Oscars and the State of Movies

13 02 2008

I’ve been hearing a lot of people say they’re not excited by this year’s Oscars. Even yellow journalists CNN have jumped on the bandwagon. The problem is that apparently people aren’t interested in No Country for Old Men or There Will be Blood. They’re both too bloody, too violent, too bleak, too serious, etc. I think if there is a problem it’s with the movie going public. Too many movies of late seem to be throw away fillers. It’s like the studios think, we have to put something on the screen just to keep seats filled. Let’s see, this year we’ve had box office poison such as One Missed Call, Fool’s Gold, Jumper, 27 Dresses, Welcome Home Roscoe Jennings… Not one of them is worthy of being remembered in 2009 let alone winning anything. Personally, I’m very excited that two movies I thought were fantastic are up for best picture. I’m even more excited that I don’t know who I want to win!

There Will Be Blood and No Country For Old Men make the audience think and feel. What’s wrong with that? These are two films that will hold up with the passage of time, that are worthy of watching over and over again. Isn’t it time that we, as the movie going public, start to demand quality on a consistent basis? Movies don’t need to be dumbed down. It seems like Juno or Little Miss Sunshine or even Superbad are movies worth making. We don’t need more vapid, mindless crap. We don’t need Definitely, Maybe or 27 Dresses. And we don’t need to start dumbing down the movies nominated for the Oscars just because Baby Boomers and their Gen Y kids don’t like them.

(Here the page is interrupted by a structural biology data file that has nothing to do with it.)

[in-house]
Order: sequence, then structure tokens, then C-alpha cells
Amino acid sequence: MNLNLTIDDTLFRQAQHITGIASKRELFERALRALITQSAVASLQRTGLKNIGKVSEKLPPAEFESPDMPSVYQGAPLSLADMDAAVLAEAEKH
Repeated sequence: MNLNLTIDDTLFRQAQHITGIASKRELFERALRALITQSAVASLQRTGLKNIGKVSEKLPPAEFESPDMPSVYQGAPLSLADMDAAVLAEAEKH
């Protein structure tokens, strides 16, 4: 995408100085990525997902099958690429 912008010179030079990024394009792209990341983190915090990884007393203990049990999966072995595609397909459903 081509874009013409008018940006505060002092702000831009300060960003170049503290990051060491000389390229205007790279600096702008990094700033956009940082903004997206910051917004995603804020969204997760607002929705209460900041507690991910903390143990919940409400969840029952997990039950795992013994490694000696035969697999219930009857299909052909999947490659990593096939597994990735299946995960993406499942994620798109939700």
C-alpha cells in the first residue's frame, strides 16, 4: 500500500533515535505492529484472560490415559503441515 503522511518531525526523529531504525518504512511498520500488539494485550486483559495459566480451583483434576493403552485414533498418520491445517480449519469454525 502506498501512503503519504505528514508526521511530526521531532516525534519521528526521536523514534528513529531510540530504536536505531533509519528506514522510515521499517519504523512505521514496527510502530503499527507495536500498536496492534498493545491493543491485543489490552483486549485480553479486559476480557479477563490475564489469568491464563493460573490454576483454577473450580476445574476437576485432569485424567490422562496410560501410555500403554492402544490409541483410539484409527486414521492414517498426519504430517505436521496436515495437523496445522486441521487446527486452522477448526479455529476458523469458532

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Interesting Destination and Recent Consumption

28 01 2008

Someone brought this website┬áto my attention recently. It produces t-shirts based on obscure pop culture references including John Carpenter’s The Thing, The Big Lebowski, etc. It’s pretty interesting.

On another note, I saw There Will Be Blood this weekend. Wow, that is some movie. Everything about it was fantastic. I’m not sure where to begin so I’ll leave it there for now.

Also just finished reading Philip Roth’s novella Goodbye, Columbus. This was a really good book. I picked it up in the airport as the I couldn’t get into the Rick Moody book I was reading. It’s a coming of age story, but considering it was published in 1959, I feel it still has a lot of relevance today. The class themes may be somewhat different, but the struggle with love, a finite summer, and distance seem pretty universal and true until today. I’m going to start hitting Roth’s works and go through them one by one.